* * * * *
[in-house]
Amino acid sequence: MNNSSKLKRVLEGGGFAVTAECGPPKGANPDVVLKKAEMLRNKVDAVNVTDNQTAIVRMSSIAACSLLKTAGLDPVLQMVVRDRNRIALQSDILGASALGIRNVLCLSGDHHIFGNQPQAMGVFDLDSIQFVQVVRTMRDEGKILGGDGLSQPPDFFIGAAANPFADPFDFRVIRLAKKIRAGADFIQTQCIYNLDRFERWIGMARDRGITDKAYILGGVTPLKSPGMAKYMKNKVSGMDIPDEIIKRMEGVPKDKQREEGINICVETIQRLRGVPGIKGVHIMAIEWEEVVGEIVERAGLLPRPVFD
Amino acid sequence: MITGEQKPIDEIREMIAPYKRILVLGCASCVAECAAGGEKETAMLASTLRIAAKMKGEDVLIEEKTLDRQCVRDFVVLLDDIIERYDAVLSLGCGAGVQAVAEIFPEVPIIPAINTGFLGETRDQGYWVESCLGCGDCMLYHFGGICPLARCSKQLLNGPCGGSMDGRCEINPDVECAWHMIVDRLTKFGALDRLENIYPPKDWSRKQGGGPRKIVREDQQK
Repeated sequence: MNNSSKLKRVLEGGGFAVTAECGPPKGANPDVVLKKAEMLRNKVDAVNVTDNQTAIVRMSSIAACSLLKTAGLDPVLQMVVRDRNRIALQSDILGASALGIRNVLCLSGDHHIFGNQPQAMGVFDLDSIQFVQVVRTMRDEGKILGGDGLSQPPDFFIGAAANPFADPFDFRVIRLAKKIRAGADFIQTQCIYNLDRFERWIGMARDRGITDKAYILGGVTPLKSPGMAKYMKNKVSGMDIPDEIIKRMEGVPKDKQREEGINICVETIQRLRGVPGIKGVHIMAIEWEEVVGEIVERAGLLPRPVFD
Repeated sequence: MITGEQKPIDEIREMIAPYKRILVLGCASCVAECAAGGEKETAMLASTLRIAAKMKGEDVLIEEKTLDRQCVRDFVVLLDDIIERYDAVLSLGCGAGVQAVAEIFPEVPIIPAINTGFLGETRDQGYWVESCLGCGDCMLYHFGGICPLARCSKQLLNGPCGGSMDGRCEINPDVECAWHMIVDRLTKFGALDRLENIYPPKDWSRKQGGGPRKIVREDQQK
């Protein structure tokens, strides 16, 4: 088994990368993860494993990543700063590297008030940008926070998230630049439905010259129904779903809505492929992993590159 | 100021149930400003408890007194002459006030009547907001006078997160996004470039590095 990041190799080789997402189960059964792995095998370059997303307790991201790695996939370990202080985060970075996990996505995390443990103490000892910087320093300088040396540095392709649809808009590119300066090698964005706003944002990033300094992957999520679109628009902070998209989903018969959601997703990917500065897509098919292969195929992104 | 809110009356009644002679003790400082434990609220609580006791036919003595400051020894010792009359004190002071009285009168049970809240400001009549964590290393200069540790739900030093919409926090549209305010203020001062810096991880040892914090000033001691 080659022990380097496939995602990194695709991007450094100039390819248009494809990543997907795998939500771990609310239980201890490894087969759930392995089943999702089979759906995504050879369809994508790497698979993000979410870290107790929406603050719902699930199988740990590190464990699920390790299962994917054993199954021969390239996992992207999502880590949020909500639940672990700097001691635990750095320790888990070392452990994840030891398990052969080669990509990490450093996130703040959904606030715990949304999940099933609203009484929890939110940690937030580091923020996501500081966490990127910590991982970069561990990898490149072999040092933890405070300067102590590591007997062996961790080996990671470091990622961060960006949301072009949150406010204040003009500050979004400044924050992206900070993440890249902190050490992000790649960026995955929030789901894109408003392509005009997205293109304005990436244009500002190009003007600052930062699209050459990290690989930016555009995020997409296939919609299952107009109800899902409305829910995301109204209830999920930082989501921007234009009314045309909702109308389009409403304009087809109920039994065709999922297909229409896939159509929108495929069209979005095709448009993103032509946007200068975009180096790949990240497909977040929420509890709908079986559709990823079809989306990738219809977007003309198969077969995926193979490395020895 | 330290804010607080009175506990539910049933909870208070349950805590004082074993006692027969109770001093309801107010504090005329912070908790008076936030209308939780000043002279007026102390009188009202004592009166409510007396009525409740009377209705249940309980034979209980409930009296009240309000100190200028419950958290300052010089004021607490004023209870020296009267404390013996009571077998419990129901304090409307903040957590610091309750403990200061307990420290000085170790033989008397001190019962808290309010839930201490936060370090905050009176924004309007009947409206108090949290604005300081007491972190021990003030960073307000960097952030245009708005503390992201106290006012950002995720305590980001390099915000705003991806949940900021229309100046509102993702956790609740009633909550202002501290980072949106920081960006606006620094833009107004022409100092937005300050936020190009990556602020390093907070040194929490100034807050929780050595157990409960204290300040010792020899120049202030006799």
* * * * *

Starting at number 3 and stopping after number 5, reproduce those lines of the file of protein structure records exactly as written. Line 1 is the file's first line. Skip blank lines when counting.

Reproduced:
Amino acid sequence: MITGEQKPIDEIREMIAPYKRILVLGCASCVAECAAGGEKETAMLASTLRIAAKMKGEDVLIEEKTLDRQCVRDFVVLLDDIIERYDAVLSLGCGAGVQAVAEIFPEVPIIPAINTGFLGETRDQGYWVESCLGCGDCMLYHFGGICPLARCSKQLLNGPCGGSMDGRCEINPDVECAWHMIVDRLTKFGALDRLENIYPPKDWSRKQGGGPRKIVREDQQK
Repeated sequence: MNNSSKLKRVLEGGGFAVTAECGPPKGANPDVVLKKAEMLRNKVDAVNVTDNQTAIVRMSSIAACSLLKTAGLDPVLQMVVRDRNRIALQSDILGASALGIRNVLCLSGDHHIFGNQPQAMGVFDLDSIQFVQVVRTMRDEGKILGGDGLSQPPDFFIGAAANPFADPFDFRVIRLAKKIRAGADFIQTQCIYNLDRFERWIGMARDRGITDKAYILGGVTPLKSPGMAKYMKNKVSGMDIPDEIIKRMEGVPKDKQREEGINICVETIQRLRGVPGIKGVHIMAIEWEEVVGEIVERAGLLPRPVFD
Repeated sequence: MITGEQKPIDEIREMIAPYKRILVLGCASCVAECAAGGEKETAMLASTLRIAAKMKGEDVLIEEKTLDRQCVRDFVVLLDDIIERYDAVLSLGCGAGVQAVAEIFPEVPIIPAINTGFLGETRDQGYWVESCLGCGDCMLYHFGGICPLARCSKQLLNGPCGGSMDGRCEINPDVECAWHMIVDRLTKFGALDRLENIYPPKDWSRKQGGGPRKIVREDQQK